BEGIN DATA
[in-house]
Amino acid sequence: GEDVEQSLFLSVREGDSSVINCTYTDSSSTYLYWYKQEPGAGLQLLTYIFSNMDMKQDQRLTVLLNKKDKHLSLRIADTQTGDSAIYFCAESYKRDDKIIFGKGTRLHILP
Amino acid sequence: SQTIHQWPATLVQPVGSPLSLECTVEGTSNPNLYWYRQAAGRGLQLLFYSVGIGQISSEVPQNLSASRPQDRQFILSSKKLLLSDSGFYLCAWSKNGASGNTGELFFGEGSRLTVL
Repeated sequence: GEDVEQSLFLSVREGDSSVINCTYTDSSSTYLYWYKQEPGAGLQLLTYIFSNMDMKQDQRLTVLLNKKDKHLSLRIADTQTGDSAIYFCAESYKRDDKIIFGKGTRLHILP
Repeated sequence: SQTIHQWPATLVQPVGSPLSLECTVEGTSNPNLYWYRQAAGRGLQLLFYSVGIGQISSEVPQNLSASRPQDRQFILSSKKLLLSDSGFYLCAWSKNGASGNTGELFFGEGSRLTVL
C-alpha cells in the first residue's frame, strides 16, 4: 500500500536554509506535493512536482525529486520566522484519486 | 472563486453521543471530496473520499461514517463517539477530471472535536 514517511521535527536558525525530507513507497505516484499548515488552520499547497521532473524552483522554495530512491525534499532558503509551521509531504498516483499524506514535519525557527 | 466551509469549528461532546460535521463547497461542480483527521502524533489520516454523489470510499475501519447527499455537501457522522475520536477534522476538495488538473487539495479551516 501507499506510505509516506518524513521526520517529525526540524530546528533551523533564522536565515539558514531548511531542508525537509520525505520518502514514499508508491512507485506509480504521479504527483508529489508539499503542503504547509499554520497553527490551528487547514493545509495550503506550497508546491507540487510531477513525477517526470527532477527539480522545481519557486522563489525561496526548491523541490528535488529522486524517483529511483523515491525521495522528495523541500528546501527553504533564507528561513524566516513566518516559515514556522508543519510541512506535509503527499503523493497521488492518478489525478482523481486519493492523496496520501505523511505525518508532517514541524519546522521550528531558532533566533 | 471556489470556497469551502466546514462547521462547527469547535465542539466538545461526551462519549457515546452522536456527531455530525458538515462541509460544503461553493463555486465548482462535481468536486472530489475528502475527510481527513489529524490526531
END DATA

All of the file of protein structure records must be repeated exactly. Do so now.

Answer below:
[in-house]
Amino acid sequence: GEDVEQSLFLSVREGDSSVINCTYTDSSSTYLYWYKQEPGAGLQLLTYIFSNMDMKQDQRLTVLLNKKDKHLSLRIADTQTGDSAIYFCAESYKRDDKIIFGKGTRLHILP
Amino acid sequence: SQTIHQWPATLVQPVGSPLSLECTVEGTSNPNLYWYRQAAGRGLQLLFYSVGIGQISSEVPQNLSASRPQDRQFILSSKKLLLSDSGFYLCAWSKNGASGNTGELFFGEGSRLTVL
Repeated sequence: GEDVEQSLFLSVREGDSSVINCTYTDSSSTYLYWYKQEPGAGLQLLTYIFSNMDMKQDQRLTVLLNKKDKHLSLRIADTQTGDSAIYFCAESYKRDDKIIFGKGTRLHILP
Repeated sequence: SQTIHQWPATLVQPVGSPLSLECTVEGTSNPNLYWYRQAAGRGLQLLFYSVGIGQISSEVPQNLSASRPQDRQFILSSKKLLLSDSGFYLCAWSKNGASGNTGELFFGEGSRLTVL
C-alpha cells in the first residue's frame, strides 16, 4: 500500500536554509506535493512536482525529486520566522484519486 | 472563486453521543471530496473520499461514517463517539477530471472535536 514517511521535527536558525525530507513507497505516484499548515488552520499547497521532473524552483522554495530512491525534499532558503509551521509531504498516483499524506514535519525557527 | 466551509469549528461532546460535521463547497461542480483527521502524533489520516454523489470510499475501519447527499455537501457522522475520536477534522476538495488538473487539495479551516 501507499506510505509516506518524513521526520517529525526540524530546528533551523533564522536565515539558514531548511531542508525537509520525505520518502514514499508508491512507485506509480504521479504527483508529489508539499503542503504547509499554520497553527490551528487547514493545509495550503506550497508546491507540487510531477513525477517526470527532477527539480522545481519557486522563489525561496526548491523541490528535488529522486524517483529511483523515491525521495522528495523541500528546501527553504533564507528561513524566516513566518516559515514556522508543519510541512506535509503527499503523493497521488492518478489525478482523481486519493492523496496520501505523511505525518508532517514541524519546522521550528531558532533566533 | 471556489470556497469551502466546514462547521462547527469547535465542539466538545461526551462519549457515546452522536456527531455530525458538515462541509460544503461553493463555486465548482462535481468536486472530489475528502475527510481527513489529524490526531